HPS1000H: Introduction for the History and Philosophy of Science and Technology
Instructors: Mike Miller and Rebecca Woods
The purpose of this course is to provide an overview of selected topics in the History and Philosophy of Science and Technology. The History of Science and the Philosophy of Science often operate at a distant remove from one another. We have chosen to emphasize the integration between them. The topics that we have chosen to see addressed in the seminar discussions provide the structure for this course. Each topic will be addressed both from a philosophical and historical perspective in order to reach some degree of integration. Seminar participants are expected to read the material in advance and to come prepared each week to enable a meaningful class discussion.
HPS2000H: History of Mathematics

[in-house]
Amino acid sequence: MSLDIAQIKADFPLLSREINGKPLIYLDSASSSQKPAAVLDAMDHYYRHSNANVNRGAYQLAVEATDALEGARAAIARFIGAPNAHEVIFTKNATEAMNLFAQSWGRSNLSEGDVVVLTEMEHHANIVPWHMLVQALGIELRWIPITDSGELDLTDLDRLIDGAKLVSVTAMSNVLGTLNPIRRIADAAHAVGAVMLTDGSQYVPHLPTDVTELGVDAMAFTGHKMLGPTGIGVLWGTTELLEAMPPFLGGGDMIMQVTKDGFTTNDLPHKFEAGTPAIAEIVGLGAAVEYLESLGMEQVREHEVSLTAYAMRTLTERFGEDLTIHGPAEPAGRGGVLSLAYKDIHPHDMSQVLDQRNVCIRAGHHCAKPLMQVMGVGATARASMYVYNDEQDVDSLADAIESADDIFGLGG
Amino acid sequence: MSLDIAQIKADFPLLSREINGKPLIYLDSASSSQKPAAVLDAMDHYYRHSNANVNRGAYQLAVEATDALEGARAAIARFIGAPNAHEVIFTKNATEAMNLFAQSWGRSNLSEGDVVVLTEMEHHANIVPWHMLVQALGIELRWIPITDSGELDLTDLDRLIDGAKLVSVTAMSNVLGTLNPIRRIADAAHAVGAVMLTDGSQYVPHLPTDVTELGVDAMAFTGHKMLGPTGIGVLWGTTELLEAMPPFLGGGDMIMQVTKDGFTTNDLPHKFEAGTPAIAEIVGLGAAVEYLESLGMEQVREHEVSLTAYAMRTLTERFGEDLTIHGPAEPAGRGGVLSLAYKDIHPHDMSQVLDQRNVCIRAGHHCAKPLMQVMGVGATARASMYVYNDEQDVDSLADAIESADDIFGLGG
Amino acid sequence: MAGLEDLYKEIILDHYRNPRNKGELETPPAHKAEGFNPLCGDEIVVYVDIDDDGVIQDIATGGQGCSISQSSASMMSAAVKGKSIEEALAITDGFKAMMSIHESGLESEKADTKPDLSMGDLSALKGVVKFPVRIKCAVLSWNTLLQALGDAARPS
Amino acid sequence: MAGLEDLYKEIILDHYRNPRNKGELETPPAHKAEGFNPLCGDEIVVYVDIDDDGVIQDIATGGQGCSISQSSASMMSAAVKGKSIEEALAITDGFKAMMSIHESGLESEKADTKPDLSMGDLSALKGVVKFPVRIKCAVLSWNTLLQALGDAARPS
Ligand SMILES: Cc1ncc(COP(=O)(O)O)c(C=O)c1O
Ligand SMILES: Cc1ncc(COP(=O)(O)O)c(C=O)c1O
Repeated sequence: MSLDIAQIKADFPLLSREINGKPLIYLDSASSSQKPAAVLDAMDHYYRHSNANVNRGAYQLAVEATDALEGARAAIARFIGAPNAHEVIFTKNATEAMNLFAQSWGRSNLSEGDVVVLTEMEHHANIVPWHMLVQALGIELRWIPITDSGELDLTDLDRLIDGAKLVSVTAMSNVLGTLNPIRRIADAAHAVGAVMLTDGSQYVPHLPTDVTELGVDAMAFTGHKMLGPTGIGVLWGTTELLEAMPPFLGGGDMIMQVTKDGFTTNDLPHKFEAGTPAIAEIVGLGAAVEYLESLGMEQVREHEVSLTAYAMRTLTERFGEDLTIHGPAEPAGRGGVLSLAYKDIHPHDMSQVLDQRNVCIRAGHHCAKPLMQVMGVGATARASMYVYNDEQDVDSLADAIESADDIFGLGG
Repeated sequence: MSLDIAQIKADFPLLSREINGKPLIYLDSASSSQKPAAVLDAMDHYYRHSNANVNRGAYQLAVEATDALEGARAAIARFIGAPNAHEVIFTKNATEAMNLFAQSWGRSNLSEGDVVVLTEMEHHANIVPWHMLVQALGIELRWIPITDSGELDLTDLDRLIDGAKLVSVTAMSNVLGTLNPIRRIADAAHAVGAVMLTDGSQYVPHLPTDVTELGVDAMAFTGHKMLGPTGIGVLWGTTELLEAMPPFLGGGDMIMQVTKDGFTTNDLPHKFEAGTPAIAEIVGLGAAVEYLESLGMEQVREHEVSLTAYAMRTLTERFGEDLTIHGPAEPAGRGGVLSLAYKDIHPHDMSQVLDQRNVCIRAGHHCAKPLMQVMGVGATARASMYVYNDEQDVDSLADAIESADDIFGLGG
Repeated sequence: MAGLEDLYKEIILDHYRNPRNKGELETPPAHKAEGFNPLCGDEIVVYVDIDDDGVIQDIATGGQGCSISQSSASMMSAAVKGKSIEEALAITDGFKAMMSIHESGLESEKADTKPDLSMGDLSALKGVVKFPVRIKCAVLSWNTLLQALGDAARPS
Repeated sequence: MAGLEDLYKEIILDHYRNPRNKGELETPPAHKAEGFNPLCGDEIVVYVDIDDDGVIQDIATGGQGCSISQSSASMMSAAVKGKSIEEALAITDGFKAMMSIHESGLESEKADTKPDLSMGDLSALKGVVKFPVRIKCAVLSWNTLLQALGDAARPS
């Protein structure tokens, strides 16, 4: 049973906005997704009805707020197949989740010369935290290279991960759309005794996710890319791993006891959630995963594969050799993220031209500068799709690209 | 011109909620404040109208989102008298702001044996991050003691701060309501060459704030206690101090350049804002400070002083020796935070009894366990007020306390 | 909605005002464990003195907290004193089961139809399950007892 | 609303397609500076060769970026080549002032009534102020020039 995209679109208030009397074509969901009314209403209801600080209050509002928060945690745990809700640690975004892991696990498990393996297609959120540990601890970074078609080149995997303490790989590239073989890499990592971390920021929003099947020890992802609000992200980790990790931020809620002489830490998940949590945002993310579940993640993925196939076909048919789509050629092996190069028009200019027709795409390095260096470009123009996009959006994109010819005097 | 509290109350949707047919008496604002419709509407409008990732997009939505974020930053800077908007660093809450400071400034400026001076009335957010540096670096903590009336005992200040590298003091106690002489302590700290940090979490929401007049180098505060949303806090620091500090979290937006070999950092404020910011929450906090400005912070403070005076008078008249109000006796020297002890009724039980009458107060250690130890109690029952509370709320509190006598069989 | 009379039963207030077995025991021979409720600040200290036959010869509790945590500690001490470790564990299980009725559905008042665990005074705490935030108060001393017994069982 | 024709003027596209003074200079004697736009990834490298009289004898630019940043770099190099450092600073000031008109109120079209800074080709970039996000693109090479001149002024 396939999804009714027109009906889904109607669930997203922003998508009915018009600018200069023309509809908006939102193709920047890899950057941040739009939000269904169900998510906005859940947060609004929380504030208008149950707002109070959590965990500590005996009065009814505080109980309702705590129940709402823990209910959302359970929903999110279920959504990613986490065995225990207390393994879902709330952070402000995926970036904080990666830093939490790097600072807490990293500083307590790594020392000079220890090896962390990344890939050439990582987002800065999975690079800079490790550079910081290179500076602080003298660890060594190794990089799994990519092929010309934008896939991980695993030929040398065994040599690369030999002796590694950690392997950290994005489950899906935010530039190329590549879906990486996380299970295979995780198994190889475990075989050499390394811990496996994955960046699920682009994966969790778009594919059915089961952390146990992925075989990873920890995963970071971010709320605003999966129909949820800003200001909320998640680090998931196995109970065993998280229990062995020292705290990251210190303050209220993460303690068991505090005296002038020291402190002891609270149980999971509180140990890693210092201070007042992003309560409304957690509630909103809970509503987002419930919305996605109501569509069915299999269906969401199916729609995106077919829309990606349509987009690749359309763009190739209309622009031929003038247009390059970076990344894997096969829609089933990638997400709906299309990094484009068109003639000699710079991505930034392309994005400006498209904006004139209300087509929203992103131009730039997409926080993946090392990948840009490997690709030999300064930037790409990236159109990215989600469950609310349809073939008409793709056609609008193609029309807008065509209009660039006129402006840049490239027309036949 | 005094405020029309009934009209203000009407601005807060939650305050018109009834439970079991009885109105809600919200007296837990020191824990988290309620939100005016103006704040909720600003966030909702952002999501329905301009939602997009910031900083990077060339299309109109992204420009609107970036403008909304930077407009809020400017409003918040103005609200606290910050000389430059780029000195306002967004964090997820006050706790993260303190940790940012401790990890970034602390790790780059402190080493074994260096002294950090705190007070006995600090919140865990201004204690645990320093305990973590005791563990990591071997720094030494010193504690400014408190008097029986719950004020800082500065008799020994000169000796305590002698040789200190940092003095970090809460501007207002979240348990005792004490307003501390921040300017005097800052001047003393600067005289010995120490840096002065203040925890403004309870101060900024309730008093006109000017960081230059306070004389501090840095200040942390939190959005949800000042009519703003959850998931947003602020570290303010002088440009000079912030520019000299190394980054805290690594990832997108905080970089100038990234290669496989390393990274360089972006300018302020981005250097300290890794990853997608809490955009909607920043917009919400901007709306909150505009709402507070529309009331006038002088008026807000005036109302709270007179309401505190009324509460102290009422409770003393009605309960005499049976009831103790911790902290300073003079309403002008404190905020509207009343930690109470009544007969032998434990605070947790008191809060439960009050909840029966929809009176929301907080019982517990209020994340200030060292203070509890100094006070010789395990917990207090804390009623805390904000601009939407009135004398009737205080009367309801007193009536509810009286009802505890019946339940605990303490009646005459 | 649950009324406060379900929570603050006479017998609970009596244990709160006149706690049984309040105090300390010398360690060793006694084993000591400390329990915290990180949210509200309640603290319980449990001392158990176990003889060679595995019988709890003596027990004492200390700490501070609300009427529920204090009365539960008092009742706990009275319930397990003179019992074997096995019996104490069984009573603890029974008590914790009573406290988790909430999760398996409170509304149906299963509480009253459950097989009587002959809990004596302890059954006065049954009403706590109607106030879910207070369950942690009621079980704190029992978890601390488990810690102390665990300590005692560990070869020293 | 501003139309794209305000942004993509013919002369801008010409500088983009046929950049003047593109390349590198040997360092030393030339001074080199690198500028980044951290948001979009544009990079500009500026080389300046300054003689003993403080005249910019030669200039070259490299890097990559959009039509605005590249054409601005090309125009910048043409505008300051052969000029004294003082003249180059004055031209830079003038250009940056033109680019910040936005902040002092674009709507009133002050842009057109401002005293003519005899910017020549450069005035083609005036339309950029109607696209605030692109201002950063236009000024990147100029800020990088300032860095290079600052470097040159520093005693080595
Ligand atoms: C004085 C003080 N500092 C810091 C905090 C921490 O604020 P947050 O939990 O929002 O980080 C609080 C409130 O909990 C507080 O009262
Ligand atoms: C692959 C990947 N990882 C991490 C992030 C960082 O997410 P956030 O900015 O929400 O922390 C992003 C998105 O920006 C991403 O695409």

Instructor: Craig Fraser
A study of selected topics in the history of mathematics. Proceeding chronologically, we examine episodes that have provoked historical debate and lively discussion, or have marked novel lines of investigation. Historiography will be an ongoing focus in the course. Background for the course may be found in Morris Kline’s Mathematical Thought from Ancient to Modern Times (1972) and Victor Katz’s History of Mathematics (Revised edition, 1998). The latter is a very good single-volume introduction to the subject. Each seminar will begin with a short lecture or presentation by the instructor, followed by one or more reports by students, followed by discussion. During the course each student is expected to deliver at least one report. These are fairly short (20 minute) formal presentations, based on the readings for that week.
HPS2001H: History of Physics
Instructor: Chen-Pang Yeang